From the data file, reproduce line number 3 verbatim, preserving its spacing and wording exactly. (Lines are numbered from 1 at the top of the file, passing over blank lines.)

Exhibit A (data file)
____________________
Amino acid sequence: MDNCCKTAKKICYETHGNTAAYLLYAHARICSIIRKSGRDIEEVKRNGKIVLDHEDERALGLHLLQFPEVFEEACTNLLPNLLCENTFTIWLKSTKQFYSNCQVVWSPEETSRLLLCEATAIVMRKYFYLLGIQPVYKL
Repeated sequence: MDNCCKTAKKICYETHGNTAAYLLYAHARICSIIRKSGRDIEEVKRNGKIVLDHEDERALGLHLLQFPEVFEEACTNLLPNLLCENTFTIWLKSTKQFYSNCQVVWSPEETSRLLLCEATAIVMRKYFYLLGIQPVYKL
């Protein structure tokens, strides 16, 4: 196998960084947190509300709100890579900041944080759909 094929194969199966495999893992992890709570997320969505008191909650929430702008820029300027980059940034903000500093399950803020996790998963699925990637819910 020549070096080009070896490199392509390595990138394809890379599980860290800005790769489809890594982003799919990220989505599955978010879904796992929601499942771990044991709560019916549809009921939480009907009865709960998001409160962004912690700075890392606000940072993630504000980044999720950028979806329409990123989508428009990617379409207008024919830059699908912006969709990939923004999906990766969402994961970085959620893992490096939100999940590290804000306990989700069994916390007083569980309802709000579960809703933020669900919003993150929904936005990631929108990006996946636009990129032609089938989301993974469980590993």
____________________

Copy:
């Protein structure tokens, strides 16, 4: 196998960084947190509300709100890579900041944080759909 094929194969199966495999893992992890709570997320969505008191909650929430702008820029300027980059940034903000500093399950803020996790998963699925990637819910 020549070096080009070896490199392509390595990138394809890379599980860290800005790769489809890594982003799919990220989505599955978010879904796992929601499942771990044991709560019916549809009921939480009907009865709960998001409160962004912690700075890392606000940072993630504000980044999720950028979806329409990123989508428009990617379409207008024919830059699908912006969709990939923004999906990766969402994961970085959620893992490096939100999940590290804000306990989700069994916390007083569980309802709000579960809703933020669900919003993150929904936005990631929108990006996946636009990129032609089938989301993974469980590993």